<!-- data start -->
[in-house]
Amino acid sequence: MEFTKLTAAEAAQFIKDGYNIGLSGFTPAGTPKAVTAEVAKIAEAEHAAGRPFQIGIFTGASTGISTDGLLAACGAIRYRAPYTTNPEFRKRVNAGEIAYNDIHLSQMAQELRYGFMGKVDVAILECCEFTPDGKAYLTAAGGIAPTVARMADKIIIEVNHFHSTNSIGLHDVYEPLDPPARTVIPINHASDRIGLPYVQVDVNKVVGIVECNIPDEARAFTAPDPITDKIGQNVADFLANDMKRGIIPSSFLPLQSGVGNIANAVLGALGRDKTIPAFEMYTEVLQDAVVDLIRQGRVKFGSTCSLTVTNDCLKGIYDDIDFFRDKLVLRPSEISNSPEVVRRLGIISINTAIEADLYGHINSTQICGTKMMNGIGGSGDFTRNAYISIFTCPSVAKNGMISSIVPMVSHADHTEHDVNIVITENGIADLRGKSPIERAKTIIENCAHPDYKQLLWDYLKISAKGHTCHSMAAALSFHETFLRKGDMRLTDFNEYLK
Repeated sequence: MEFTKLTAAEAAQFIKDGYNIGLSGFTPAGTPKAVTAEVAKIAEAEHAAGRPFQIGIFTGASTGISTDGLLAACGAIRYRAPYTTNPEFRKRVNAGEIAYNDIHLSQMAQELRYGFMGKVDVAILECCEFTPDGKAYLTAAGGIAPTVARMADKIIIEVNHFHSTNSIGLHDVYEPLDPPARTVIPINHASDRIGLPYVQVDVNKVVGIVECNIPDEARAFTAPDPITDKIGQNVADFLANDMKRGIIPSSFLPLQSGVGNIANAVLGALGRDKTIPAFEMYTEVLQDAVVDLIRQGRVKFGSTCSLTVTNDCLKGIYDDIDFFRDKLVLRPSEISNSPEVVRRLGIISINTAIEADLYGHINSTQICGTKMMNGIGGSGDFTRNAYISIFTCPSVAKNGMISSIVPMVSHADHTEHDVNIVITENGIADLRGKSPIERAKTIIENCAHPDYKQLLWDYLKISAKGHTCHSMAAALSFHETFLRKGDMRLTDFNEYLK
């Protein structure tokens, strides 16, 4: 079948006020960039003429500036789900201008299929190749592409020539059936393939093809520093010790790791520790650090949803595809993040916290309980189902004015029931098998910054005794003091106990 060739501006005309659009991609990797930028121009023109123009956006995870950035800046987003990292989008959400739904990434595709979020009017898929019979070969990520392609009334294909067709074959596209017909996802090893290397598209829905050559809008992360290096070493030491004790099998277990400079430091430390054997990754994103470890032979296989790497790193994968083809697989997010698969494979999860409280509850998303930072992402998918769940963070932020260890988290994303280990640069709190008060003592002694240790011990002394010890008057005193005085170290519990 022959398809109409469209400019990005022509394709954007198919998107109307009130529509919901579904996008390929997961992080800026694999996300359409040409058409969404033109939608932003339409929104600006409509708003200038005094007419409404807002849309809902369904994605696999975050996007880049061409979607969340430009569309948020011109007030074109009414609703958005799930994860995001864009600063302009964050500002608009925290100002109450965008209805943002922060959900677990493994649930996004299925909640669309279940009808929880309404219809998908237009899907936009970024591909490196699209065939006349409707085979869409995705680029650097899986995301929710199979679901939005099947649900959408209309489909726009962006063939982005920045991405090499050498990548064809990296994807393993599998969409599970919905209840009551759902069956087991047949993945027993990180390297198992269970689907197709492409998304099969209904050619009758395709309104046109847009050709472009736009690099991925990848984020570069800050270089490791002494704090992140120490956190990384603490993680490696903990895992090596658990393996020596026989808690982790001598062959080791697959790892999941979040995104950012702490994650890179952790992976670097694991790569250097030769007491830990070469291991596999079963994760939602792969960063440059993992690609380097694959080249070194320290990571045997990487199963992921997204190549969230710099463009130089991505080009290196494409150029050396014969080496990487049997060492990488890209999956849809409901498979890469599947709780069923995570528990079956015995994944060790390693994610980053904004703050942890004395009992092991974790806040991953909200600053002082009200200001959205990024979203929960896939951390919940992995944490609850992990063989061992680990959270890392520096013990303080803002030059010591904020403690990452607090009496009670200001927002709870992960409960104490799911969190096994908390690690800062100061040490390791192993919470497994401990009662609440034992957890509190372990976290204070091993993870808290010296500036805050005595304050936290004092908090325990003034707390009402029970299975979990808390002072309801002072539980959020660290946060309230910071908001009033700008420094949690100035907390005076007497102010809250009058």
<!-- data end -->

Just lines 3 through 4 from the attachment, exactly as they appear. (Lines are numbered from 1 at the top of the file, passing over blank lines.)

Repeated sequence: MEFTKLTAAEAAQFIKDGYNIGLSGFTPAGTPKAVTAEVAKIAEAEHAAGRPFQIGIFTGASTGISTDGLLAACGAIRYRAPYTTNPEFRKRVNAGEIAYNDIHLSQMAQELRYGFMGKVDVAILECCEFTPDGKAYLTAAGGIAPTVARMADKIIIEVNHFHSTNSIGLHDVYEPLDPPARTVIPINHASDRIGLPYVQVDVNKVVGIVECNIPDEARAFTAPDPITDKIGQNVADFLANDMKRGIIPSSFLPLQSGVGNIANAVLGALGRDKTIPAFEMYTEVLQDAVVDLIRQGRVKFGSTCSLTVTNDCLKGIYDDIDFFRDKLVLRPSEISNSPEVVRRLGIISINTAIEADLYGHINSTQICGTKMMNGIGGSGDFTRNAYISIFTCPSVAKNGMISSIVPMVSHADHTEHDVNIVITENGIADLRGKSPIERAKTIIENCAHPDYKQLLWDYLKISAKGHTCHSMAAALSFHETFLRKGDMRLTDFNEYLK
């Protein structure tokens, strides 16, 4: 079948006020960039003429500036789900201008299929190749592409020539059936393939093809520093010790790791520790650090949803595809993040916290309980189902004015029931098998910054005794003091106990 060739501006005309659009991609990797930028121009023109123009956006995870950035800046987003990292989008959400739904990434595709979020009017898929019979070969990520392609009334294909067709074959596209017909996802090893290397598209829905050559809008992360290096070493030491004790099998277990400079430091430390054997990754994103470890032979296989790497790193994968083809697989997010698969494979999860409280509850998303930072992402998918769940963070932020260890988290994303280990640069709190008060003592002694240790011990002394010890008057005193005085170290519990 022959398809109409469209400019990005022509394709954007198919998107109307009130529509919901579904996008390929997961992080800026694999996300359409040409058409969404033109939608932003339409929104600006409509708003200038005094007419409404807002849309809902369904994605696999975050996007880049061409979607969340430009569309948020011109007030074109009414609703958005799930994860995001864009600063302009964050500002608009925290100002109450965008209805943002922060959900677990493994649930996004299925909640669309279940009808929880309404219809998908237009899907936009970024591909490196699209065939006349409707085979869409995705680029650097899986995301929710199979679901939005099947649900959408209309489909726009962006063939982005920045991405090499050498990548064809990296994807393993599998969409599970919905209840009551759902069956087991047949993945027993990180390297198992269970689907197709492409998304099969209904050619009758395709309104046109847009050709472009736009690099991925990848984020570069800050270089490791002494704090992140120490956190990384603490993680490696903990895992090596658990393996020596026989808690982790001598062959080791697959790892999941979040995104950012702490994650890179952790992976670097694991790569250097030769007491830990070469291991596999079963994760939602792969960063440059993992690609380097694959080249070194320290990571045997990487199963992921997204190549969230710099463009130089991505080009290196494409150029050396014969080496990487049997060492990488890209999956849809409901498979890469599947709780069923995570528990079956015995994944060790390693994610980053904004703050942890004395009992092991974790806040991953909200600053002082009200200001959205990024979203929960896939951390919940992995944490609850992990063989061992680990959270890392520096013990303080803002030059010591904020403690990452607090009496009670200001927002709870992960409960104490799911969190096994908390690690800062100061040490390791192993919470497994401990009662609440034992957890509190372990976290204070091993993870808290010296500036805050005595304050936290004092908090325990003034707390009402029970299975979990808390002072309801002072539980959020660290946060309230910071908001009033700008420094949690100035907390005076007497102010809250009058």